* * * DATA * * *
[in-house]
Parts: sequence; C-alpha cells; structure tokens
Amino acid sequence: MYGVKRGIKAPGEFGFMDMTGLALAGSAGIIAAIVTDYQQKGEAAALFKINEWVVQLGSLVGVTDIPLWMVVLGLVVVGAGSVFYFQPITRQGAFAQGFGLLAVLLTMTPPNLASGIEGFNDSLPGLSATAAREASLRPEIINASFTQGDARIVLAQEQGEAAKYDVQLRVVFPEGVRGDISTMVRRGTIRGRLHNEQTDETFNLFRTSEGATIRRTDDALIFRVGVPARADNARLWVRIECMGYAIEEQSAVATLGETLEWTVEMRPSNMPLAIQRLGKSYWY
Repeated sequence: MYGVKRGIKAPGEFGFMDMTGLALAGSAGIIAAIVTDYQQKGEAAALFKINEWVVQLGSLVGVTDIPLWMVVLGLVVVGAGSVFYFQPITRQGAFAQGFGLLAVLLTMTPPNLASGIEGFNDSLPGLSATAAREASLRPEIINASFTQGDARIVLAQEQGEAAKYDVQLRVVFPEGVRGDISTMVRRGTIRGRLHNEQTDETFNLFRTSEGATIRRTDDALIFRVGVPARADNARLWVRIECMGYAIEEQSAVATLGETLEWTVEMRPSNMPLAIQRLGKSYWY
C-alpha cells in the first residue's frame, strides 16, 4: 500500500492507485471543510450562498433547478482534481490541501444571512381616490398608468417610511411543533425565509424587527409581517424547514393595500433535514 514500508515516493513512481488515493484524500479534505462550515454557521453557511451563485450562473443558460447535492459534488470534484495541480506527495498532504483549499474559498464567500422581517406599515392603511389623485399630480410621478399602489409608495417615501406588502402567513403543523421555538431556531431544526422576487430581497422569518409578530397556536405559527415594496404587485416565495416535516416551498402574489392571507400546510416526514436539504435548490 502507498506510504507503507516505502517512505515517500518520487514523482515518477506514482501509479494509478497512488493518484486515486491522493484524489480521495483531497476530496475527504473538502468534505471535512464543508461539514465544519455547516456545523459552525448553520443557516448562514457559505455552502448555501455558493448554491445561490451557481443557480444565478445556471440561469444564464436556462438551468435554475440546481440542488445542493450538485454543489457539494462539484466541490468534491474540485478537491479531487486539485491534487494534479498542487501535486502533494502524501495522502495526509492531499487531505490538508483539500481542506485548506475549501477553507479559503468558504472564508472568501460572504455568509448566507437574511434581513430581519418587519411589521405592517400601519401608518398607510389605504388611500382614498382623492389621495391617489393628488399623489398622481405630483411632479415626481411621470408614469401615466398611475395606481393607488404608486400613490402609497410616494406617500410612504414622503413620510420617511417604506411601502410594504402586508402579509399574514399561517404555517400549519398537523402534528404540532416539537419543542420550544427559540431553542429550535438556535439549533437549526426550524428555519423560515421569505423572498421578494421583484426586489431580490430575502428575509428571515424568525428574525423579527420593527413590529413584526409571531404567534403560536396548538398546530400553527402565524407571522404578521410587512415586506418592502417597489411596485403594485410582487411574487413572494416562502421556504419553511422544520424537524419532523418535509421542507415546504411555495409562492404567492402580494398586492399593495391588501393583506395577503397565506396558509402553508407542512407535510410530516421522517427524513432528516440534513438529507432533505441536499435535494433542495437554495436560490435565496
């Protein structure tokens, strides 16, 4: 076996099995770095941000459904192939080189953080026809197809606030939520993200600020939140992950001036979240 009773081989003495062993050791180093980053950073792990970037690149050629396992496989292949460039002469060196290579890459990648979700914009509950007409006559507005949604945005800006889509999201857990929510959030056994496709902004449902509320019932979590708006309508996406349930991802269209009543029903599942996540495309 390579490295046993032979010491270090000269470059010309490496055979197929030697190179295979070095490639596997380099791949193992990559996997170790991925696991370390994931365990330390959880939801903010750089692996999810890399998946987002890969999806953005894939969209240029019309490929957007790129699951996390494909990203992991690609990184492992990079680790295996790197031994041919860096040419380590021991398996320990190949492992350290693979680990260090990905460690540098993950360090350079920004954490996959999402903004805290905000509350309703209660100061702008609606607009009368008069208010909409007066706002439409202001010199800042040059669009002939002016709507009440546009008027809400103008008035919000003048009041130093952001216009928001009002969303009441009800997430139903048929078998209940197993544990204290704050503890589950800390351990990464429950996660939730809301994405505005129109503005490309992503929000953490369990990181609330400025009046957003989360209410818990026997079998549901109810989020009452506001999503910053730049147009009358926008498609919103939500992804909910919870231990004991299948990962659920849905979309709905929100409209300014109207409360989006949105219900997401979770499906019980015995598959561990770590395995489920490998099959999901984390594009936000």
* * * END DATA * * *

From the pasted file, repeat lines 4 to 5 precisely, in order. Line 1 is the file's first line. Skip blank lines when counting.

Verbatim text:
Repeated sequence: MYGVKRGIKAPGEFGFMDMTGLALAGSAGIIAAIVTDYQQKGEAAALFKINEWVVQLGSLVGVTDIPLWMVVLGLVVVGAGSVFYFQPITRQGAFAQGFGLLAVLLTMTPPNLASGIEGFNDSLPGLSATAAREASLRPEIINASFTQGDARIVLAQEQGEAAKYDVQLRVVFPEGVRGDISTMVRRGTIRGRLHNEQTDETFNLFRTSEGATIRRTDDALIFRVGVPARADNARLWVRIECMGYAIEEQSAVATLGETLEWTVEMRPSNMPLAIQRLGKSYWY
C-alpha cells in the first residue's frame, strides 16, 4: 500500500492507485471543510450562498433547478482534481490541501444571512381616490398608468417610511411543533425565509424587527409581517424547514393595500433535514 514500508515516493513512481488515493484524500479534505462550515454557521453557511451563485450562473443558460447535492459534488470534484495541480506527495498532504483549499474559498464567500422581517406599515392603511389623485399630480410621478399602489409608495417615501406588502402567513403543523421555538431556531431544526422576487430581497422569518409578530397556536405559527415594496404587485416565495416535516416551498402574489392571507400546510416526514436539504435548490 502507498506510504507503507516505502517512505515517500518520487514523482515518477506514482501509479494509478497512488493518484486515486491522493484524489480521495483531497476530496475527504473538502468534505471535512464543508461539514465544519455547516456545523459552525448553520443557516448562514457559505455552502448555501455558493448554491445561490451557481443557480444565478445556471440561469444564464436556462438551468435554475440546481440542488445542493450538485454543489457539494462539484466541490468534491474540485478537491479531487486539485491534487494534479498542487501535486502533494502524501495522502495526509492531499487531505490538508483539500481542506485548506475549501477553507479559503468558504472564508472568501460572504455568509448566507437574511434581513430581519418587519411589521405592517400601519401608518398607510389605504388611500382614498382623492389621495391617489393628488399623489398622481405630483411632479415626481411621470408614469401615466398611475395606481393607488404608486400613490402609497410616494406617500410612504414622503413620510420617511417604506411601502410594504402586508402579509399574514399561517404555517400549519398537523402534528404540532416539537419543542420550544427559540431553542429550535438556535439549533437549526426550524428555519423560515421569505423572498421578494421583484426586489431580490430575502428575509428571515424568525428574525423579527420593527413590529413584526409571531404567534403560536396548538398546530400553527402565524407571522404578521410587512415586506418592502417597489411596485403594485410582487411574487413572494416562502421556504419553511422544520424537524419532523418535509421542507415546504411555495409562492404567492402580494398586492399593495391588501393583506395577503397565506396558509402553508407542512407535510410530516421522517427524513432528516440534513438529507432533505441536499435535494433542495437554495436560490435565496